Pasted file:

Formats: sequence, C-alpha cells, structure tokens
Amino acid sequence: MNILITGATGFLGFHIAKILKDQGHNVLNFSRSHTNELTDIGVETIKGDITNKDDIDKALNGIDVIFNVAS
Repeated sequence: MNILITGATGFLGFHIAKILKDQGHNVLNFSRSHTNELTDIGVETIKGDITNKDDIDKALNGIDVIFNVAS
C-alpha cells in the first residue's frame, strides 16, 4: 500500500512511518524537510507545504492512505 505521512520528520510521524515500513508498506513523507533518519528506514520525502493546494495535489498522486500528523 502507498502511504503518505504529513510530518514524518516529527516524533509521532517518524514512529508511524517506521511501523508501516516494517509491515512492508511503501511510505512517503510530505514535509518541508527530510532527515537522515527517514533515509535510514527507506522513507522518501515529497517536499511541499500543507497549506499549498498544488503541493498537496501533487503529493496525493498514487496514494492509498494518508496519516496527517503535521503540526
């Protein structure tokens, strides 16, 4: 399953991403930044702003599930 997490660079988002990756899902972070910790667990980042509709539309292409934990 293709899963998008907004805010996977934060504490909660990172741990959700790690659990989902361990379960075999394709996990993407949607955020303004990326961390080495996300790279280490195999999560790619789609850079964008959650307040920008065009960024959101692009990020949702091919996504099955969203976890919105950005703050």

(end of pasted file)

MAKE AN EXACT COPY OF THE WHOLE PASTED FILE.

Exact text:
Formats: sequence, C-alpha cells, structure tokens
Amino acid sequence: MNILITGATGFLGFHIAKILKDQGHNVLNFSRSHTNELTDIGVETIKGDITNKDDIDKALNGIDVIFNVAS
Repeated sequence: MNILITGATGFLGFHIAKILKDQGHNVLNFSRSHTNELTDIGVETIKGDITNKDDIDKALNGIDVIFNVAS
C-alpha cells in the first residue's frame, strides 16, 4: 500500500512511518524537510507545504492512505 505521512520528520510521524515500513508498506513523507533518519528506514520525502493546494495535489498522486500528523 502507498502511504503518505504529513510530518514524518516529527516524533509521532517518524514512529508511524517506521511501523508501516516494517509491515512492508511503501511510505512517503510530505514535509518541508527530510532527515537522515527517514533515509535510514527507506522513507522518501515529497517536499511541499500543507497549506499549498498544488503541493498537496501533487503529493496525493498514487496514494492509498494518508496519516496527517503535521503540526
């Protein structure tokens, strides 16, 4: 399953991403930044702003599930 997490660079988002990756899902972070910790667990980042509709539309292409934990 293709899963998008907004805010996977934060504490909660990172741990959700790690659990989902361990379960075999394709996990993407949607955020303004990326961390080495996300790279280490195999999560790619789609850079964008959650307040920008065009960024959101692009990020949702091919996504099955969203976890919105950005703050």